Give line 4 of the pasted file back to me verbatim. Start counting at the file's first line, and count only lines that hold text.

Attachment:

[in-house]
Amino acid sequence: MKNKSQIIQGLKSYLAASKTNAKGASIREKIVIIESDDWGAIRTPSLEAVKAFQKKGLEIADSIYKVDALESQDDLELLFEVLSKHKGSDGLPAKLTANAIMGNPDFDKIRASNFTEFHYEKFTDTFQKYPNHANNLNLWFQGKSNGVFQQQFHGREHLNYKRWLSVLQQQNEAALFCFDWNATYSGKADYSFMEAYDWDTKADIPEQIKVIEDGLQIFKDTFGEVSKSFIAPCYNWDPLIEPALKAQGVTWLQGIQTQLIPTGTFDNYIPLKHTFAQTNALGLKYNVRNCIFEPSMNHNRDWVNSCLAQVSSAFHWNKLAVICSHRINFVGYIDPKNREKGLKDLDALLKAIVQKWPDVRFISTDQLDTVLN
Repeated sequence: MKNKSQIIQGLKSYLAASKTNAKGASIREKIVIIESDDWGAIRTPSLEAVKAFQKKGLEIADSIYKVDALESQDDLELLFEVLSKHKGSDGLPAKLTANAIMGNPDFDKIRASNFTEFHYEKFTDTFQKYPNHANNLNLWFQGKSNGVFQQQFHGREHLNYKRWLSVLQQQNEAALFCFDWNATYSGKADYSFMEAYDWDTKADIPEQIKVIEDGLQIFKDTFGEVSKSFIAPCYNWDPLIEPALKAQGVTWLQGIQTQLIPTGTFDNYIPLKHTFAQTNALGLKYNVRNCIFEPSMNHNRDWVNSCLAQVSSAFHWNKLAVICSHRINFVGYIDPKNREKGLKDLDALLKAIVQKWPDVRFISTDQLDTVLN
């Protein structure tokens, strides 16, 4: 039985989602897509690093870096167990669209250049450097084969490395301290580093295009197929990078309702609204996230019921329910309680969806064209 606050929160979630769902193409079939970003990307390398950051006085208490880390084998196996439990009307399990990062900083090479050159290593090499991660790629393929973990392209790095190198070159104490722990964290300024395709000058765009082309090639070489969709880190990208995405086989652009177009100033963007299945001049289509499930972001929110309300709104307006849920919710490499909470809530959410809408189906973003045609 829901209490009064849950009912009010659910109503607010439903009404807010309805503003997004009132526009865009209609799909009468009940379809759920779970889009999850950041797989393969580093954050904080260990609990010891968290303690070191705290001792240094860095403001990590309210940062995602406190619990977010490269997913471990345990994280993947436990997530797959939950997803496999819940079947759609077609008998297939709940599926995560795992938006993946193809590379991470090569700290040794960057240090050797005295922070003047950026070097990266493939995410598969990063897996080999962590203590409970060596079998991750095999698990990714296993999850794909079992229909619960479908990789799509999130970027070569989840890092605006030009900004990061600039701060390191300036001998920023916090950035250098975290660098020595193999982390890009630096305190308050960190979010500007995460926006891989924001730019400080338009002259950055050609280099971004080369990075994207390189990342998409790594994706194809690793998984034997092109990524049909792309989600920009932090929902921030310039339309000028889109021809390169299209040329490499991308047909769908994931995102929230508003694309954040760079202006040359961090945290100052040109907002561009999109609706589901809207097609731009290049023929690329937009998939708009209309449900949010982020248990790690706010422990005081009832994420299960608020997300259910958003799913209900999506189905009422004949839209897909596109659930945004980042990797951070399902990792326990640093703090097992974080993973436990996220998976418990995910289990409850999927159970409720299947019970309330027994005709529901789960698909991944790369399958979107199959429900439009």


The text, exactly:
């Protein structure tokens, strides 16, 4: 039985989602897509690093870096167990669209250049450097084969490395301290580093295009197929990078309702609204996230019921329910309680969806064209 606050929160979630769902193409079939970003990307390398950051006085208490880390084998196996439990009307399990990062900083090479050159290593090499991660790629393929973990392209790095190198070159104490722990964290300024395709000058765009082309090639070489969709880190990208995405086989652009177009100033963007299945001049289509499930972001929110309300709104307006849920919710490499909470809530959410809408189906973003045609 829901209490009064849950009912009010659910109503607010439903009404807010309805503003997004009132526009865009209609799909009468009940379809759920779970889009999850950041797989393969580093954050904080260990609990010891968290303690070191705290001792240094860095403001990590309210940062995602406190619990977010490269997913471990345990994280993947436990997530797959939950997803496999819940079947759609077609008998297939709940599926995560795992938006993946193809590379991470090569700290040794960057240090050797005295922070003047950026070097990266493939995410598969990063897996080999962590203590409970060596079998991750095999698990990714296993999850794909079992229909619960479908990789799509999130970027070569989840890092605006030009900004990061600039701060390191300036001998920023916090950035250098975290660098020595193999982390890009630096305190308050960190979010500007995460926006891989924001730019400080338009002259950055050609280099971004080369990075994207390189990342998409790594994706194809690793998984034997092109990524049909792309989600920009932090929902921030310039339309000028889109021809390169299209040329490499991308047909769908994931995102929230508003694309954040760079202006040359961090945290100052040109907002561009999109609706589901809207097609731009290049023929690329937009998939708009209309449900949010982020248990790690706010422990005081009832994420299960608020997300259910958003799913209900999506189905009422004949839209897909596109659930945004980042990797951070399902990792326990640093703090097992974080993973436990996220998976418990995910289990409850999927159970409720299947019970309330027994005709529901789960698909991944790369399958979107199959429900439009």